Out of curiosity I recently attended the instruction presentation of a candidate for an academic librarian position at one of the University of Illinois subject libraries.
For those who aren’t as familiar with the academic library hiring process, a select few are eventually chosen (after the call for applications has gone out, applications and resumes have been reviewed, and telephone interviews have taken place) to come onto campus for an intense marathon day full of interviews, free meals, and meetings. It is a chance for you to get more acquainted with the library and for a variety of people (usually including the hiring committee, the head university librarian, and the other librarians in your subject library) to get more acquainted with you.
I’ve been trying to acquaint myself with library interviewing and hiring processes, as I’ll be on the job market soon enough. After picking the brains of friends who’ve gone through it all, I realized that, for me, the most daunting aspect of an academic interview would be the presentation. How do you know what to present on, as the specifications are usually fairly generic and vague? How general or specific/targeted should your presentation be? Should you use a PowerPoint and/or other technology, or is that considered tacky?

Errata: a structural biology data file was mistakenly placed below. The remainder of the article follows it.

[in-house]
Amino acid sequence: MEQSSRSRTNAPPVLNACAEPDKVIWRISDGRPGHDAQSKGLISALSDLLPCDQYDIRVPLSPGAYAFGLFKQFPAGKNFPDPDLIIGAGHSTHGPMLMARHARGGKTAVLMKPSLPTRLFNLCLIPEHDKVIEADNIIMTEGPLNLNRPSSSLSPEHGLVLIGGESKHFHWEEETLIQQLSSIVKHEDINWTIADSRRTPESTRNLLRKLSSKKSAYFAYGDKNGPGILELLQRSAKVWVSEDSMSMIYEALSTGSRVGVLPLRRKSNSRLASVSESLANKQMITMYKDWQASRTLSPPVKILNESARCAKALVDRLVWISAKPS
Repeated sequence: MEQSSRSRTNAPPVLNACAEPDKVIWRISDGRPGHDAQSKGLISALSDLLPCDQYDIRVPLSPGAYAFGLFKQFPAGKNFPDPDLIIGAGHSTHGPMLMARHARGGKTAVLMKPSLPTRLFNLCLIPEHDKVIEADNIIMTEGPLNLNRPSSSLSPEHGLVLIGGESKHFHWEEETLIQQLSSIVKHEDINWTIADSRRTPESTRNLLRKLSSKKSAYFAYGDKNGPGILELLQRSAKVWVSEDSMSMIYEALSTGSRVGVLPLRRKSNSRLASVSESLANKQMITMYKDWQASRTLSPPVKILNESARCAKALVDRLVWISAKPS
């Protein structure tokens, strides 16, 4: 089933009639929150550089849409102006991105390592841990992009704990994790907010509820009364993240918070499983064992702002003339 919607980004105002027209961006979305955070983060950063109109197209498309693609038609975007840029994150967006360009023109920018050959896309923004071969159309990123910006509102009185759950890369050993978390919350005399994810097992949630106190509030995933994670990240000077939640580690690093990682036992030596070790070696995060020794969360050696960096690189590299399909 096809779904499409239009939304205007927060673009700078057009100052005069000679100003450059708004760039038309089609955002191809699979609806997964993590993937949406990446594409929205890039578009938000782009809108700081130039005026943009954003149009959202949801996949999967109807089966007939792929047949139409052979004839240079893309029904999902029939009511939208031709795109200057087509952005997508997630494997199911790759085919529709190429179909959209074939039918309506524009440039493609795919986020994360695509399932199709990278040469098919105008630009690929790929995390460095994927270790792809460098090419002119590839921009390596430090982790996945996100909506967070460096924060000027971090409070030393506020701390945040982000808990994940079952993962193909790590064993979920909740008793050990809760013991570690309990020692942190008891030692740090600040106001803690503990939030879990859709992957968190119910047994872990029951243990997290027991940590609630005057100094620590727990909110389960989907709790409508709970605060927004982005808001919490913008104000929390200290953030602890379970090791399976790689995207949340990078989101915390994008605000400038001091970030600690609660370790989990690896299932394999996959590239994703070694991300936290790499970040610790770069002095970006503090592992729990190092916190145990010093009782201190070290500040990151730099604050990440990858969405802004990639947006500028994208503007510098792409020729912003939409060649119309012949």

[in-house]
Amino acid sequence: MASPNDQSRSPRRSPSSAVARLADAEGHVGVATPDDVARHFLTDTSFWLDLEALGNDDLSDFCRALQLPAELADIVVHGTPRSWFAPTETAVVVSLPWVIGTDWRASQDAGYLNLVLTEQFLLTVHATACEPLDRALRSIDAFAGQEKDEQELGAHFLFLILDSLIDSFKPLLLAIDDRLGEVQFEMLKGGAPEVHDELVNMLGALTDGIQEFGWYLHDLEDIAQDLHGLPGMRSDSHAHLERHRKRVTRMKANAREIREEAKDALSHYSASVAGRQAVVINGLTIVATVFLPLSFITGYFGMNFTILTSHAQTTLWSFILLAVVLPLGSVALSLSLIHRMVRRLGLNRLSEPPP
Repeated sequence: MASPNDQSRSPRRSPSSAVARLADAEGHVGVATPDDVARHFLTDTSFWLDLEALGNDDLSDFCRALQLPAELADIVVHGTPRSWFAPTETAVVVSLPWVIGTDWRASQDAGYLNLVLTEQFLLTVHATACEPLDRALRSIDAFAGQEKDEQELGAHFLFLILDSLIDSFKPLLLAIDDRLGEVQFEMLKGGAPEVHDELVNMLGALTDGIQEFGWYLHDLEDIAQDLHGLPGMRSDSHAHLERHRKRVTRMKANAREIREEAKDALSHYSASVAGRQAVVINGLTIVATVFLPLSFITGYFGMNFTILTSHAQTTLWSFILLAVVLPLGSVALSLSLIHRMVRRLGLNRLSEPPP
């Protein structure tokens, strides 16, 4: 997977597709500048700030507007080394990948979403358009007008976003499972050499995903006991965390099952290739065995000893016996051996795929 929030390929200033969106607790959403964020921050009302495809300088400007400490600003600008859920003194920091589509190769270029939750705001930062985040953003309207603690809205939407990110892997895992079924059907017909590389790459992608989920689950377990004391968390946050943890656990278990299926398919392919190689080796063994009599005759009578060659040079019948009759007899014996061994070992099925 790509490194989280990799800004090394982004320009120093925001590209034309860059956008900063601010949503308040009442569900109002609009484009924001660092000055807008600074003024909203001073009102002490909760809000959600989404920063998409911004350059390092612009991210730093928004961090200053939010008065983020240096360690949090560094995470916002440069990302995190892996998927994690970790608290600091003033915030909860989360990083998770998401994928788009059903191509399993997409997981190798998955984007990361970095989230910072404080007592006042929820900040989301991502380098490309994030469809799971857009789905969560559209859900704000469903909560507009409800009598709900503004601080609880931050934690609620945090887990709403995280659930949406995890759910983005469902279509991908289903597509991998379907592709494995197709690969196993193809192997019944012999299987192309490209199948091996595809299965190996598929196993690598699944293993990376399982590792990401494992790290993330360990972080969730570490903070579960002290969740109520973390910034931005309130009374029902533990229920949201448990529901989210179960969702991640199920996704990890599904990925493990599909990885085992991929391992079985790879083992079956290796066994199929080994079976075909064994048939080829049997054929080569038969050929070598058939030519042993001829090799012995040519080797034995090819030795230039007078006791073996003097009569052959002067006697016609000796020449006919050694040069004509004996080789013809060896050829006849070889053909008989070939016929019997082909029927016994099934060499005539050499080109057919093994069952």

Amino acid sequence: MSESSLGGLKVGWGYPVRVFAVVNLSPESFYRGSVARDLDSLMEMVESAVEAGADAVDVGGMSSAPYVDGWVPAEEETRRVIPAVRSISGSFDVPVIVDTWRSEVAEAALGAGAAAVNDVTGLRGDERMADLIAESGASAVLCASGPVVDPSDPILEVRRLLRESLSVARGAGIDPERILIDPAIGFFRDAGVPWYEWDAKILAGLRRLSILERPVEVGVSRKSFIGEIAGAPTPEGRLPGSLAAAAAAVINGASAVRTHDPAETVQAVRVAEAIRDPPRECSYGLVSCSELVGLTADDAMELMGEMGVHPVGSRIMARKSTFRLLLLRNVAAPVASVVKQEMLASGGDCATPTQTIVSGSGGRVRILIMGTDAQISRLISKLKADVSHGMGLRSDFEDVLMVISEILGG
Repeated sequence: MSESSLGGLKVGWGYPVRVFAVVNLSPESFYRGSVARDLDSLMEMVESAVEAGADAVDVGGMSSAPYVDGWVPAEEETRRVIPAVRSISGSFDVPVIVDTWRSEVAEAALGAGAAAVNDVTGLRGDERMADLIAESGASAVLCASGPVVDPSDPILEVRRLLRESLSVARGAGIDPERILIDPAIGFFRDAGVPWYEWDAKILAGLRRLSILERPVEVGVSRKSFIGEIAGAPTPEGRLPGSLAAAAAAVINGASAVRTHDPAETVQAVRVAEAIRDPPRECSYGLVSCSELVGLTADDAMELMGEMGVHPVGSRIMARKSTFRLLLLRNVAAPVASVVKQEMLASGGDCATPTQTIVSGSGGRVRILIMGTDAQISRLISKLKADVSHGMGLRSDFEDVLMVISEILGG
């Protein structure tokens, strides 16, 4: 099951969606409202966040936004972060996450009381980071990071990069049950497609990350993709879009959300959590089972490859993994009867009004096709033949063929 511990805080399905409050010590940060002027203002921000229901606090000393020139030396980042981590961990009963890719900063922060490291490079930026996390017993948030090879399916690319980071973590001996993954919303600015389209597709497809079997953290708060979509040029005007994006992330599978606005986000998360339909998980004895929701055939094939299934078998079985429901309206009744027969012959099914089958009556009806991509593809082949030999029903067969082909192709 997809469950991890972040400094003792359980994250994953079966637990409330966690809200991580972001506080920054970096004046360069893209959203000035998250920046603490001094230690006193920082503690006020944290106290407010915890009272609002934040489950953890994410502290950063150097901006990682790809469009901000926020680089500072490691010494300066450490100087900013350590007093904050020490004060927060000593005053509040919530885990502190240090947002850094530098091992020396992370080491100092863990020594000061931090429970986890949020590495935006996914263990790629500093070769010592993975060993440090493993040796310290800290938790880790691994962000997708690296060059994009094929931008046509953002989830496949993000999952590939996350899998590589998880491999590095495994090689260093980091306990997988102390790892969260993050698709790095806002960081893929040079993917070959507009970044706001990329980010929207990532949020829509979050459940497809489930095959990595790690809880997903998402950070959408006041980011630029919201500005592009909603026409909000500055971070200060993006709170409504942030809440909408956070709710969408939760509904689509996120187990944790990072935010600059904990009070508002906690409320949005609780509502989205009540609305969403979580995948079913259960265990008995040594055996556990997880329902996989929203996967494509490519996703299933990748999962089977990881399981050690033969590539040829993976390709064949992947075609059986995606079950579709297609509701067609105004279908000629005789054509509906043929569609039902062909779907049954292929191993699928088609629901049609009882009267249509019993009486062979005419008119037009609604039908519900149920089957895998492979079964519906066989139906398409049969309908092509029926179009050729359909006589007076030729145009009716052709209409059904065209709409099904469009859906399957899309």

I suddenly realized that these candidate interviews are always open to all library staff members at my university library and that as a graduate assistant I am certainly allowed to sit in. I was very pleasantly surprised and felt tremendously informed by the candidate’s presentation. She taught a basic instruction class targeted at a lower-level undergrad psychology class about how to locate relevant resources for an assigned paper. She used a PowerPoint but also seamlessly flipped to the library webpage, online resources, and databases when appropriate.
I was very struck by the simplicity of what seemed to be her central idea/theme: that there is a variety of information out there and students need to know how to be able to parse through it and find credible and relevant information. This is a very advantageous and appropriate mindset to display to a hiring committee, given the changing nature of libraries and the role of librarians. She applied this mindset to the specific assignment and goals for the class, but the overall idea remained intact and could translate easily to other instruction sessions.
Overall, I found sitting in on one of these candidate presentations to be very helpful and interesting. I would highly recommend doing so to any library science student who is going to be on the job market soon. It is a great way to see what works, what could be improved upon, and how to troubleshoot/answer questions on the fly.